Offer kids whole grains; they’ll eat them, study shows

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Published: Tuesday, July 15, 2014 at 11:25 AM.

Many parents assume their children will shun whole grains because they think they don’t like them, a University of Florida researcher says, but a new UF study may start to debunk that idea.

If whole grains are offered, kids eat them, according to a new study by researchers at UF’s Institute of Food and Agricultural Sciences. Specifically, former graduate student Allyson Radford and two faculty members found children ate whole- and refined-grain foods in equal amounts.

“We tried to choose foods we thought kids would enjoy, such as cereal bars, macaroni and cheese and SunChips and found that they ate the ready-to-eat snack foods the most,” said Radford, one of the study’s authors. “We were interested to see if they would eat the whole-grain foods as much as the refined-grain foods, and so we were pleasantly surprised that they would eat the same amount whether the food was whole or refined.”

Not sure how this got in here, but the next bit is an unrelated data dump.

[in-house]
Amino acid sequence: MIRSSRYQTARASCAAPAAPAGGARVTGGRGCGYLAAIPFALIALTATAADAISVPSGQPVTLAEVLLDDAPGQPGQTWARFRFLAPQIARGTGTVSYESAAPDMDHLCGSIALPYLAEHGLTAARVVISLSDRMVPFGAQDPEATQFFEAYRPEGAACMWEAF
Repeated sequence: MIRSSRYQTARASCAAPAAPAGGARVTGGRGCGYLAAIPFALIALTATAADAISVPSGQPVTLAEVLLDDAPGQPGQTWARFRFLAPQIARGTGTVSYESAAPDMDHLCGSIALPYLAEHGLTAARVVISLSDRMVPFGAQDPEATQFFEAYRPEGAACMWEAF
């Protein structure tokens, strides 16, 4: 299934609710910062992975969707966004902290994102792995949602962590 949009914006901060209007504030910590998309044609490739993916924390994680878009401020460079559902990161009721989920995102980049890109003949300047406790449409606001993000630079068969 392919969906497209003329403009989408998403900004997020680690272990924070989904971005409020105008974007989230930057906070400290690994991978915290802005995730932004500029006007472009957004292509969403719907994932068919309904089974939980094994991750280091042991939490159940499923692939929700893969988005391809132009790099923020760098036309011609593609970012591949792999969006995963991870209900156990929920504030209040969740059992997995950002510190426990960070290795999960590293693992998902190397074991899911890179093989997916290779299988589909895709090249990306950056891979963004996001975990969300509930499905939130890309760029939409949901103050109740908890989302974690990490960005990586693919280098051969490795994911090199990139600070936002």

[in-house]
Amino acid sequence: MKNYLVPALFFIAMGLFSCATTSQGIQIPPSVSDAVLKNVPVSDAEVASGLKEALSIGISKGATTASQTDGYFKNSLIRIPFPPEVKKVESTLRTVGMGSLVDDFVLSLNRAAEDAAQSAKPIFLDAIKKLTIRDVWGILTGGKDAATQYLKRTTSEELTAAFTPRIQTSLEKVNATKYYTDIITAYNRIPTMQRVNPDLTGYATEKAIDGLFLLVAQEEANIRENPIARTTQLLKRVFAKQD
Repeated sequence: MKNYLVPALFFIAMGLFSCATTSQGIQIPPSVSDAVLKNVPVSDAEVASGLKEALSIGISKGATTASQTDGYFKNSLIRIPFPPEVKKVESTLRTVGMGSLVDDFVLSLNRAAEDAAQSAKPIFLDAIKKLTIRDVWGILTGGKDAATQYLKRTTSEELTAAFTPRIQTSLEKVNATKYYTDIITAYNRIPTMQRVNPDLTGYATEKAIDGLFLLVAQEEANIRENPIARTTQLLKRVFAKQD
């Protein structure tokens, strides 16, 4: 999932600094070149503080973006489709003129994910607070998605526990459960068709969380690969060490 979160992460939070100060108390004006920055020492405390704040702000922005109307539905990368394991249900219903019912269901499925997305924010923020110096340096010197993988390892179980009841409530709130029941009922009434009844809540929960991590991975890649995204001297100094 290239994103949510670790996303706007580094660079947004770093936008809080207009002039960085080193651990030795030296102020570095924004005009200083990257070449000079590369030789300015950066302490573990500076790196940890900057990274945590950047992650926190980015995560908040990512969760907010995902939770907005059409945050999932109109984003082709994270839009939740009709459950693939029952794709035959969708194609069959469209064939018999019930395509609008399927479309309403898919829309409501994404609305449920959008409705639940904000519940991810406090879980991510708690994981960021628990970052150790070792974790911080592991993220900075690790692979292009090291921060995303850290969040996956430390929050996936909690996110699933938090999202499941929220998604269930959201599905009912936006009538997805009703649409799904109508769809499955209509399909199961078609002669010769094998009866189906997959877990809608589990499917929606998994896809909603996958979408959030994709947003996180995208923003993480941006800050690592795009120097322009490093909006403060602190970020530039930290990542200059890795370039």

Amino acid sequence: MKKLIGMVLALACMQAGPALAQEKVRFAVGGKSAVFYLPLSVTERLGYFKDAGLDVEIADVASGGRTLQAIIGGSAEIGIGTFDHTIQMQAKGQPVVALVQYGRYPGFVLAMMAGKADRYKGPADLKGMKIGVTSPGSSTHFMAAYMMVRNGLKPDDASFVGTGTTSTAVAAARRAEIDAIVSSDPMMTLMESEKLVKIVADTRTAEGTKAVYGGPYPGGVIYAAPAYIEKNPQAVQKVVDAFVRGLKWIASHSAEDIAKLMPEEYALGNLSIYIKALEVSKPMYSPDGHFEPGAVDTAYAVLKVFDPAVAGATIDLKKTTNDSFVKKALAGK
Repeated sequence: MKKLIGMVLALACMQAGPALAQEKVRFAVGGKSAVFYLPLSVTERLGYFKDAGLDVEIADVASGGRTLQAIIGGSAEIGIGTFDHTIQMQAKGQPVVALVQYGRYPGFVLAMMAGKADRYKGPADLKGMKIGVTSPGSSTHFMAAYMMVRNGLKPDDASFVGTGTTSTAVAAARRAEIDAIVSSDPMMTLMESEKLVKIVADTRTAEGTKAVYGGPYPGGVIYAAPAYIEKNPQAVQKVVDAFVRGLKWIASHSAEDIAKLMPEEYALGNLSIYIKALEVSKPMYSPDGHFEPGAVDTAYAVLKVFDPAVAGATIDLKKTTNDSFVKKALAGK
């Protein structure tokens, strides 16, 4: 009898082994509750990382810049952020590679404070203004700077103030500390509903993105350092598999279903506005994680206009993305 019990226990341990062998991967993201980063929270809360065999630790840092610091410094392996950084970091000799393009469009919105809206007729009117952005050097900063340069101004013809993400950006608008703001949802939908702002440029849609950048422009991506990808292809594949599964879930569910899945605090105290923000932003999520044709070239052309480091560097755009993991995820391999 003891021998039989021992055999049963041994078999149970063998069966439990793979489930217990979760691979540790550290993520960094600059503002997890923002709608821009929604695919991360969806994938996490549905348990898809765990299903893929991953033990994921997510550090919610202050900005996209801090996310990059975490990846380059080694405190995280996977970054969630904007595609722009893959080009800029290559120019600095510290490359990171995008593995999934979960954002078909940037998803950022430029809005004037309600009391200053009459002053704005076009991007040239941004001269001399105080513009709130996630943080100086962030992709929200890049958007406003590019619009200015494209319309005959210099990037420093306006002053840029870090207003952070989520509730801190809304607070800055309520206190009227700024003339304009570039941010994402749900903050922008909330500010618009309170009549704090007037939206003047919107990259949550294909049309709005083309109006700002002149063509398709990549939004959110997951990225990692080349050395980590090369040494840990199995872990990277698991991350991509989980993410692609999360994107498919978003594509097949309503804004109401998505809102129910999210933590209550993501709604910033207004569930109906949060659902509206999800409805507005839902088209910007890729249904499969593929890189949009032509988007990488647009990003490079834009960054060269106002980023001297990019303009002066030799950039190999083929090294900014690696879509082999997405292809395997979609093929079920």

Radford co-wrote the paper with assistant professor Wendy Dahl and professor Bobbi Langkamp-Henken, all of whom are in the food science and human nutrition department. The study was published online last week by the Journal of the Academy of Nutrition and Dietetics.

Eating whole grains, combined with a healthy diet, may reduce the risk of heart disease and help with weight management, according to the U.S. Department of Agriculture.

Examples of whole-grain foods include popcorn, oats, whole wheat bread and brown rice. Refined grains, enriched and fortified with nutrients, include foods such as white rice and white bread.

The 2010 Dietary Guidelines for Americans call for at least half the grain consumers eat to be whole grains, and they urge adolescents to consume 5  to 7 ounces of grains daily with at least half being whole grains. National surveys suggest adolescents consume far less: about 1 ounce, or the grain contained in one slice of bread.



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